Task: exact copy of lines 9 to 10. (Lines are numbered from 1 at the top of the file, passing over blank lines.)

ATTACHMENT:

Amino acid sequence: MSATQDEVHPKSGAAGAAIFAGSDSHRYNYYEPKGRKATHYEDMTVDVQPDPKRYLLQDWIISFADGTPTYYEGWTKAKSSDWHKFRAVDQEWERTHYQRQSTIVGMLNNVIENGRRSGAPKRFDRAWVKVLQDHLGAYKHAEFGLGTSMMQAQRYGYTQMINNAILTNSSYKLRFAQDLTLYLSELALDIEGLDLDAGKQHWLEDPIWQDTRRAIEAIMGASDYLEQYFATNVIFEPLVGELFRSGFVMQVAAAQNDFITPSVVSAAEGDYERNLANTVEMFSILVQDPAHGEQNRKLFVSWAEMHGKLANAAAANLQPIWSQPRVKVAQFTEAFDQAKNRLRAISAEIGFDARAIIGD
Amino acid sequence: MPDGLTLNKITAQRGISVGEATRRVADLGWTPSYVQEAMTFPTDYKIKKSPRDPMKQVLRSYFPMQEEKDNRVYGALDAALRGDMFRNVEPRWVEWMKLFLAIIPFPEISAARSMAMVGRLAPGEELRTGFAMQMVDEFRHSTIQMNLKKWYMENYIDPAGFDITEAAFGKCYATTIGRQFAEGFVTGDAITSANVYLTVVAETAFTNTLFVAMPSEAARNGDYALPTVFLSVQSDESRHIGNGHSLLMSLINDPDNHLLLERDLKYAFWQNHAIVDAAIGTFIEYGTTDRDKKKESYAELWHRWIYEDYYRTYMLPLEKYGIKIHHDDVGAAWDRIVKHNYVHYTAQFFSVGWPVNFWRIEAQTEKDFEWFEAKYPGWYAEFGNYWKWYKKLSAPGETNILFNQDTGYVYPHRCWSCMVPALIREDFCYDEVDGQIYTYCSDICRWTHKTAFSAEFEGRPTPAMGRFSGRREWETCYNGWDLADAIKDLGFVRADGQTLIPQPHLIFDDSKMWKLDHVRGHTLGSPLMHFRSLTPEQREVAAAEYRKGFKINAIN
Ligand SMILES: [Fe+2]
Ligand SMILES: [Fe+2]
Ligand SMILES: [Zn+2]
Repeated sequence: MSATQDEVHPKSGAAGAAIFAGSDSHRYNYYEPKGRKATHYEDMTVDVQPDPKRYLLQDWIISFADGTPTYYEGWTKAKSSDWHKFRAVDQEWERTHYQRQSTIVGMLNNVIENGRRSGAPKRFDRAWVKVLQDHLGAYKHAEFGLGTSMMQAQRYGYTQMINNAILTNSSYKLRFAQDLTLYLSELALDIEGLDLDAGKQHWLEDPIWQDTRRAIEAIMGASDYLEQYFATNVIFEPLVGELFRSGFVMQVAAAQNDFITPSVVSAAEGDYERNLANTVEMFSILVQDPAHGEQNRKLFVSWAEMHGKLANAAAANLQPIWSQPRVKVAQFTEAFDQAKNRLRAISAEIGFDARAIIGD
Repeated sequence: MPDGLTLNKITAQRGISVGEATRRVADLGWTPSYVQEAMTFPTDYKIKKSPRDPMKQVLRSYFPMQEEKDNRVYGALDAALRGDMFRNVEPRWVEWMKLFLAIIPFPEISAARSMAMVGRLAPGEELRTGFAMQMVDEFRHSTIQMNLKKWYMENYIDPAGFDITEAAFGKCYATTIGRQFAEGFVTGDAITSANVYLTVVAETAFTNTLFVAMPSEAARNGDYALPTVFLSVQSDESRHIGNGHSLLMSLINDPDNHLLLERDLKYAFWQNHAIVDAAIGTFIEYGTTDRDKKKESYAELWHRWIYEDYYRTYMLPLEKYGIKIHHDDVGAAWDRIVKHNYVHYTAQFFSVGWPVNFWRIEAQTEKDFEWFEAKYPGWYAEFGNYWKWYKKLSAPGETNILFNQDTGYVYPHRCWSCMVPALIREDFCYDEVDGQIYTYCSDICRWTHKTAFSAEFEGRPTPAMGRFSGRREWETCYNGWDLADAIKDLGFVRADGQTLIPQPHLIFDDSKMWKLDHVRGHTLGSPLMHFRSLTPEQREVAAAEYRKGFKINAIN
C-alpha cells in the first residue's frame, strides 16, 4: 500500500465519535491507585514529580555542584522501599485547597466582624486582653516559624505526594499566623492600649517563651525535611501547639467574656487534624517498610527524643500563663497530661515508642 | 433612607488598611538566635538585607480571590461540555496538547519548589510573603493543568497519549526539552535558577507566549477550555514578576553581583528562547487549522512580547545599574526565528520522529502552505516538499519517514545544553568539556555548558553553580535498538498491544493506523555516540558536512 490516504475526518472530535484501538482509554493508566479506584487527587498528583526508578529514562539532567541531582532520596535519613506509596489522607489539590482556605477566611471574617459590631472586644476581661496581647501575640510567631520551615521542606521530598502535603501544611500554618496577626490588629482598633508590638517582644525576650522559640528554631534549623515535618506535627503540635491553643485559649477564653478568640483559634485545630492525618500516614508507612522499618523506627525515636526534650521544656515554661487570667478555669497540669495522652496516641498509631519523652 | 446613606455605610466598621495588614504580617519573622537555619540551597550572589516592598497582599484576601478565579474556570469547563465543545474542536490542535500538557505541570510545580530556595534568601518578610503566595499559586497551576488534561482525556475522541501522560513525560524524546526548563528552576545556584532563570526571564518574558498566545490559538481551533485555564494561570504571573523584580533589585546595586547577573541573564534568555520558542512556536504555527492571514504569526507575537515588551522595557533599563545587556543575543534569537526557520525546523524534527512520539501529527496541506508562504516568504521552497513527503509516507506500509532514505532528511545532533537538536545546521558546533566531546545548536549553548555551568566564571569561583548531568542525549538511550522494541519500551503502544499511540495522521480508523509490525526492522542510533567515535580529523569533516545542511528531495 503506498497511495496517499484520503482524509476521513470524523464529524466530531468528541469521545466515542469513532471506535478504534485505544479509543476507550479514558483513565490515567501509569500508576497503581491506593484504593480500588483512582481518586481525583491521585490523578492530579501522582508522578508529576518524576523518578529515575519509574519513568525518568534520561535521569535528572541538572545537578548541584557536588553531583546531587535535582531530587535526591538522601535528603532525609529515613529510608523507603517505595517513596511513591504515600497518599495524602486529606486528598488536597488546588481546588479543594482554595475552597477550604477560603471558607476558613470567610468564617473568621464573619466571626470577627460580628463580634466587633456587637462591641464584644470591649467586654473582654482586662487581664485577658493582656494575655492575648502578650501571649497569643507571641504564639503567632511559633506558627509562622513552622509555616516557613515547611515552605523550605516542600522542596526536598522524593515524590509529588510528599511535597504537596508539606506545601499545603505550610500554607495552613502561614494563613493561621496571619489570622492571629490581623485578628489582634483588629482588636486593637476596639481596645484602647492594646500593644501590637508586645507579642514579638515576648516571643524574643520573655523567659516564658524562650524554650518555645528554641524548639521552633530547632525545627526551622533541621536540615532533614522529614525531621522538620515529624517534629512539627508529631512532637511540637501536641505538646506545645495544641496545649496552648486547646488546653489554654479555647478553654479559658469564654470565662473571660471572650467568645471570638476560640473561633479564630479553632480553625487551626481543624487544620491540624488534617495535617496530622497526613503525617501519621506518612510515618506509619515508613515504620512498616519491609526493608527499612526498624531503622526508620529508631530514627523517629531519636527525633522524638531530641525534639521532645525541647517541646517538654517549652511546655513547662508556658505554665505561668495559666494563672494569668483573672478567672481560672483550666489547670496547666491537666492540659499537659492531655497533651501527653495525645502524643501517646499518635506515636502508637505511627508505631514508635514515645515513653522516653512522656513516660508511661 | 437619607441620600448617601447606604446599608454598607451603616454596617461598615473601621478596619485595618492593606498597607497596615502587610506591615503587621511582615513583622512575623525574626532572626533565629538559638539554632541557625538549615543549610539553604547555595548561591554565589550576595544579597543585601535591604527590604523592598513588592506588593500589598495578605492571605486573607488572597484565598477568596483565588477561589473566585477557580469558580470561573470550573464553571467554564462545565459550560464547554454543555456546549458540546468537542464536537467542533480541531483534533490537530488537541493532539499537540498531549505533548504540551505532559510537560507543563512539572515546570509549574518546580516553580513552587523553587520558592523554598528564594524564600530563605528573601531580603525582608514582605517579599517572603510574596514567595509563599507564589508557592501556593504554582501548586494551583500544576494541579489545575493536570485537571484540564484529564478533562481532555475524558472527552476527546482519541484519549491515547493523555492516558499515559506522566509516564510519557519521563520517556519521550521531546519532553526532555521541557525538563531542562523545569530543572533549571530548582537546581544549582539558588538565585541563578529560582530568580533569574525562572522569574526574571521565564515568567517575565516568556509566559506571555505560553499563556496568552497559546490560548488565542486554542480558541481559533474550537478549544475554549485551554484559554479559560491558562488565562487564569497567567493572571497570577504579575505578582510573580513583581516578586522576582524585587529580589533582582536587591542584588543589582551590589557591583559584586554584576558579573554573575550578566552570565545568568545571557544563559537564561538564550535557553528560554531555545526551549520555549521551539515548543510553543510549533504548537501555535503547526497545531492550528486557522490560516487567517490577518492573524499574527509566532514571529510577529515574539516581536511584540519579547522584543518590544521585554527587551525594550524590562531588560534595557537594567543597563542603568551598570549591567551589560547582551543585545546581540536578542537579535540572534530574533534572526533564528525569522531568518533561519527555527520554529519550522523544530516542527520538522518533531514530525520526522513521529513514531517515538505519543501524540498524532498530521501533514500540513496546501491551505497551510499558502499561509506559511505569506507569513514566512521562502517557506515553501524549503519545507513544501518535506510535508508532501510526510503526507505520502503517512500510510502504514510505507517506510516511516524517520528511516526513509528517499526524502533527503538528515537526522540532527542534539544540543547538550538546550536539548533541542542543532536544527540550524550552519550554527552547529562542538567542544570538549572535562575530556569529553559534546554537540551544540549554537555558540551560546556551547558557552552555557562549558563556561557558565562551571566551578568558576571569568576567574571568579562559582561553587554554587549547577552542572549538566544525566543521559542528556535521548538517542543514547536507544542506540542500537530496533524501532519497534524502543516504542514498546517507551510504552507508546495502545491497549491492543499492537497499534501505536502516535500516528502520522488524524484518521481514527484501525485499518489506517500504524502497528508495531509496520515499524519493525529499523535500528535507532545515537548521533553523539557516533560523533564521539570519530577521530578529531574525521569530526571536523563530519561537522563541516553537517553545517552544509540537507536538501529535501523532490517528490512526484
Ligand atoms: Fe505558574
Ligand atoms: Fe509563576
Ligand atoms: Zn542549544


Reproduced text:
Ligand atoms: Fe505558574
Ligand atoms: Fe509563576